Jail guard says he warned superiors inmate would hang himself

A former corrections officer at the Ottawa jail says he alerted his superiors that Justin St. Amour was threatening to kill himself with a braided rope less than half an hour before he took his life.

Warning: This story contains details and images some people may find disturbing

Justin St. Amour died in December 2016 after hanging himself at the Ottawa Carleton Detention Centre. A coroner's inquest is currently looking at the circumstances of the 31-year-old's death. (Facebook)

A former corrections officer at the Ottawa jail says he alerted his superiors that Justin St. Amour was threatening to kill himself with a braided rope less than half an hour before he took his life.

St. Amour, 31, hanged himself with a noose on he fashioned from his bed sheet in his segregation cell at the Ottawa Carleton Detention Centre (OCDC) on November 30, 2016. 

He died eight days later.

Prior to his death, St. Amour had been diagnosed with schizophrenia, borderline personality disorder and a mild intellectual delay. He was also addicted to opiods

A coroner's inquest is currently looking into St. Amour's death. 

Abdul Henriksen had only been a corrections officer for a few weeks when he was assigned to the segregation unit to check on St. Amour.

The inquest was shown two videos Friday in which Henriksen describes telling fellow officers and his duty manager about St. Amour's condition.  

Between 6:19 p.m. and 6:38 p.m., Henriksen went to St. Amour's glass cell door and spoke with him four times.  

"He said he was going to hang himself if he didn't get to talk to the sergeant," Henriksen told the inquest. 

"The first thing I did was try and calm him down."

This still from a video played at the coroner's inquest into the death of Justin St. Amour shows corrections officers Andrew Estrela (bottom), Scott McKenzie (top left) and Abdul Henriksen (top right).

'I'd never dealt with anything like this'

Henriksen said he told Scott McKenzie, a veteran corrections officer, about the inmate's threat. He in turn told him to pass the information on to the duty sergeant.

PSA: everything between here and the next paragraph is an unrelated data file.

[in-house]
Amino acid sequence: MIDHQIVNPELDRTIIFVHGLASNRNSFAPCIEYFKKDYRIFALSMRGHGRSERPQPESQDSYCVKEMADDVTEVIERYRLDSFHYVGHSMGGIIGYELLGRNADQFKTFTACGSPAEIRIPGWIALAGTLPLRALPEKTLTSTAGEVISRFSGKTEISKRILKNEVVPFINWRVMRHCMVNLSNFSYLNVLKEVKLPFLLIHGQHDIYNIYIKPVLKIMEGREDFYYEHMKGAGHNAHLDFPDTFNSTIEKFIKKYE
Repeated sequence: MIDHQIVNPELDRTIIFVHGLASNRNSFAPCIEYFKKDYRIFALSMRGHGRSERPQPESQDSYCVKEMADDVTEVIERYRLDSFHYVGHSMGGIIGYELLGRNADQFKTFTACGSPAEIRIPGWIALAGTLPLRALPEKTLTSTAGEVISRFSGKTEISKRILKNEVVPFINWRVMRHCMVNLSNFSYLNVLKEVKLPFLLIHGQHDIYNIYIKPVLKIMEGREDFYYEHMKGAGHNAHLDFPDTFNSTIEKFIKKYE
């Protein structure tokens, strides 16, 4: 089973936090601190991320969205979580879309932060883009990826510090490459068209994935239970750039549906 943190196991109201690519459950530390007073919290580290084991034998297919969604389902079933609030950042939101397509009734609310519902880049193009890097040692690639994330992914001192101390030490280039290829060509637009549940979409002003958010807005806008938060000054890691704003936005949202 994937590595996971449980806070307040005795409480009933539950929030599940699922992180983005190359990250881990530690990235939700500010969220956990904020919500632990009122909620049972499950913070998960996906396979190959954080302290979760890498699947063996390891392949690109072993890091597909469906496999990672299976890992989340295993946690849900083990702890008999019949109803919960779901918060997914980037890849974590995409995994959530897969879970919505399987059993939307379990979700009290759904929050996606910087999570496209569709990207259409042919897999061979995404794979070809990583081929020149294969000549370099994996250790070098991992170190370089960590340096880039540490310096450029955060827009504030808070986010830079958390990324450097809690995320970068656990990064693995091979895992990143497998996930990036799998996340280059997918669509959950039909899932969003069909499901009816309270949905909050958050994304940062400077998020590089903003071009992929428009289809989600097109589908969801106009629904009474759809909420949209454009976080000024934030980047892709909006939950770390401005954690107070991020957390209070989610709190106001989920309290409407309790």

Before doing so, Henriksen checked again  on St. Amour, who by then had ripped up his bed sheet.

"I asked [St. Amour] to put the sheet through the hatch," Henriksen said. "But he refused."

Henriksen said he told the sergeant St. Amour wanted to see him — and if he couldn't, he'd hang himself.

"I may not have told [the sergeant] it was a noose, but I said he was braiding his sheet and was making a rope to hang himself with," Henriksen said.

Henriksen was asked by the coroner's counsel, Tom Schneider, why he didn't call other officers for help or push the nearby emergency button — especially after seeing St. Amour braid the sheet, tie it around his neck and attach it to the cell's sprinkler system.

"I wasn't really aware of how to deal with the situation, and I'd never dealt with anything like this in my life," Henriksen said. "I was relying on those more familiar — my senior officers."

On his final visit to St. Amour, Henriksen got him to take the noose down but couldn't convince him to push it through the food hatch. 

Less than 10 minutes later, St. Amour tied the rope up again and hanged himself.

Henriksen only worked four more shifts as a corrections officer at OCDC.  

"I lacked certain skills in addressing this situation," Henriksen told the jury. "I wish I could have done more to prevent his suicide and save his life."  

'Didn't show urgency'

McKenzie, a 17-year veteran, told the inquest he felt his colleague could have done more.

He said he knew St. Amour had tried to strangle himself in the past, and that Henriksen had told him he was making similar threats that day.

McKenzie said Henriksen never told him St. Amour was crafting a noose, however. While the officer did mention St. Amour's bed sheet, McKenzie said he didn't make much of it because he "wasn't aware they had been ripped and made into a rope."

McKenzie said Henriksen's demeanour was "calm and not panicked" and that he "didn't show any sense of urgency."

He also told Schneider that a suicide threat would be deemed an important matter — with certain reservations.

"It's also used at times by inmates to get things," he said. "But it's taken seriously."

In testimony on Thursday, corrections officer Andrew Estrela — who was working with Henriksen and McKenzie that night — repeatedly said he had no recollection of St. Amour's suicide threat or a noose being made from the bed sheet.  

The duty sergeant Henriksen referred to is scheduled to testify Monday. 

Need help? Here are some mental health resources in the National Capital Region:

  • Association québécoise de prévention du suicide: 1-866-APPELLE (1-866-277-3553).
  • Ottawa Suicide Prevention: 613-238-3311